10 Largest Airplanes in the World

The invention of the airplane changed the course of human transportation forever. As a result, we have access to a global air travel network that enables people to broaden their horizons like never before. As air travel has evolved, airplanes have been developed with increasing lift and carry capacity in order to transport more people and cargo to their various destinations.

Just how large can modern airplanes get? Today we’ll be learning a little bit about each of the 10 largest airplanes in the world. This list will rank them in order of size based upon their Operating Empty Weight: the weight of the complete, functional aircraft without cargo.

  1. Antonov An-22

Operating Empty Weight: 251,300 pounds
Length: 190 feet
Maximum Takeoff Weight: 551,160 pounds
Origin: Soviet Union

Antonov An-22
Source: wikimedia.org

Despite its origins in the Cold War-era Soviet Union, the Antonov An-22’s first public appearance took place at the 1965 Paris Air Show. Classified as a “large capacity turboprop freighter,” the An-22 is the largest of its type ever built. Its primary use during the present day is airlifting in military and humanitarian missions.

Did You Know?

The three original prototypes of the An-22 were built in Kiev, Ukraine, and had glass noses.

  1. Airbus A350-900

Operating Empty Weight: 314,000 pounds
Length: 219 feet 2 inches
Maximum Takeoff Weight: 270,000 pounds
Origin: France, Germany, Spain, and the UK

Airbus A350-900
Source: wikimedia.org

Airbus is a multinational company that produces a variety of wide-body jet airliners in multiple European countries. The twin-engine A350 is their first aircraft featuring fuselage and wing structures made mainly from carbon fiber reinforced polymer. The composites used in the making of the A350-900 allow for improved pressure and humidity, reducing symptoms of travel fatigue for passengers.

Did You Know?

The A350-900 is built with a focus on efficiency and customer experience. It even uses hospital-grade air filters in its circulation system to reduce the risk of passengers getting sick.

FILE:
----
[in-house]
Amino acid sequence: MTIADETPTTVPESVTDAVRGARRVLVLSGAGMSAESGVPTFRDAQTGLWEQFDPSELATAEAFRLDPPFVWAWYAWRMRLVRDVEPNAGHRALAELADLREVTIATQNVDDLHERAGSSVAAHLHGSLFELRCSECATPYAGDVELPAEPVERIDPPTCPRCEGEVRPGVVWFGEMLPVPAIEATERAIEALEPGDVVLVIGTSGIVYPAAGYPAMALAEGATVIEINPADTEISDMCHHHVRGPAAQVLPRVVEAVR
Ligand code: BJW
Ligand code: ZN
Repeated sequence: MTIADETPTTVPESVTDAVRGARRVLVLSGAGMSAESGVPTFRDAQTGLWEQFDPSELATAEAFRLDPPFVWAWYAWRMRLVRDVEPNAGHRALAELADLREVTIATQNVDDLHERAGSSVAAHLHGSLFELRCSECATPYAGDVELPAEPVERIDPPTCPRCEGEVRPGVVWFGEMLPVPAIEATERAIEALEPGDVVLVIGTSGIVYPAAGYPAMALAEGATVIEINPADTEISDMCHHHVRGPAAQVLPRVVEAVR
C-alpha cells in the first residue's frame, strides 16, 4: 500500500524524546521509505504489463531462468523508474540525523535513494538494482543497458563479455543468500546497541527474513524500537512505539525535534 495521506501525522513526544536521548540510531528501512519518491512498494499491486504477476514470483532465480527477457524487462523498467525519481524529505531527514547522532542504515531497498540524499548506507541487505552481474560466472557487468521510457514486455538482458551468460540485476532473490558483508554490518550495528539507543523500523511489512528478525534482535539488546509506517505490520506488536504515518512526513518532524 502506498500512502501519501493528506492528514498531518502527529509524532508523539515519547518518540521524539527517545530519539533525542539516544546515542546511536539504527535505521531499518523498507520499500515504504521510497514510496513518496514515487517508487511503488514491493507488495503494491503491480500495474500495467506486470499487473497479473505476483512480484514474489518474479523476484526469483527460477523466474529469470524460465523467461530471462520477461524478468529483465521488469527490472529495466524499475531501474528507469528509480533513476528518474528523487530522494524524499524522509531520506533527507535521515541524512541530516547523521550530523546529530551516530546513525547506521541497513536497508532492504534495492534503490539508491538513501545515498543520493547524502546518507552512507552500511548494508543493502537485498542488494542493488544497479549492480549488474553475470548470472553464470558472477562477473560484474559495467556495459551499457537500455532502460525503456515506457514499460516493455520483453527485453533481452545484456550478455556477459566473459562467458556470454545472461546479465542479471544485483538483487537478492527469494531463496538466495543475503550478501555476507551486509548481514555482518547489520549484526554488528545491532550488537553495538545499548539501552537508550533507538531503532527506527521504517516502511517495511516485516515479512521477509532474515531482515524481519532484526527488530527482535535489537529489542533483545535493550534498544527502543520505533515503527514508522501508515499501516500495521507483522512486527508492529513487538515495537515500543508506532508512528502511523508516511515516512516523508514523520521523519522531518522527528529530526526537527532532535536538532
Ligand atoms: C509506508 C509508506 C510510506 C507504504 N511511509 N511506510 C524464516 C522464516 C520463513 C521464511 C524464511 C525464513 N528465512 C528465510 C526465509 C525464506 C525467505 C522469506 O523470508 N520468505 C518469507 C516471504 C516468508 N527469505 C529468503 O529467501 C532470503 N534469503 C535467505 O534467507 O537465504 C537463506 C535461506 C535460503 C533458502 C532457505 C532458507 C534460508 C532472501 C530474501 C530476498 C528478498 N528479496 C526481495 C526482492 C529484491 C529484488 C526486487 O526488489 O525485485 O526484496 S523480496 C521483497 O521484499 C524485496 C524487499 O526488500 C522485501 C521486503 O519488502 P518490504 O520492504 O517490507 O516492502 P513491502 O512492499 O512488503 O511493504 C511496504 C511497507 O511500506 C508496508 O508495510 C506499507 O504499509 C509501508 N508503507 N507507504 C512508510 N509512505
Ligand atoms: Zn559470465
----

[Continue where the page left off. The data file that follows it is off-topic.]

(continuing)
1. Boeing 777-300

Operating Empty Weight: 318,300 pounds
Length: 242 feet
Maximum Takeoff Weight: 766,800 pounds
Origin: USA

Boeing 777-300
Source: wikimedia.org

This huge jet is currently the largest twin engine plane in the world. One of the largest operators is British Airways, which took part in the design of the Boeing 777. A signature trait of this giant commercial airliner is its roomy, well-insulated cabins that provide passengers with a wide, quiet space.

Did You Know?

The longer fuselage of the Boeing 777-300 provides more room for passenger seating than previous models, allowing for up to 550 seats.

  1. Airbus A340-500

Operating Empty Weight: 376,800 pounds
Length: 223 feet
Maximum Takeoff Weight: 606,000 pounds
Origin: France, Germany, Spain, and the UK

Airbus A340-500
Source: wikimedia.org

This long range, high-capacity airliner incorporates some of the tried and true elements of the A330 and combines them with the latest innovations. As a result, the A340-500 boasts higher fuel efficiency and lower maintenance costs than its predecessors. Even with its new and improved design, the A340-600 still requires a lot of fuel for its long journeys. The fuel comprises much of the aircraft’s total weight.

Did You Know?

The original A340 was assembled in Toulouse, France, and later models served in the Air France airline fleets.

  1. Antonov An-124 Ruslan

Operating Empty Weight: 385,000 pounds
Length: 226 feet 3 inches
Maximum Takeoff Weight: 893,000 pounds
Origin: Soviet Union

Antonov An-124 Ruslan
Source: wikimedia.org

Also known by its NATO reporting name, “Condor,” the Antonov An-124 Ruslan is designed with heavy hauling in mind. At the time of its early construction, it was the heaviest gross weight production cargo airplane in the world. It was also ranked the largest aircraft in the world until it was outdone by the Lockheed C-5 Galaxy.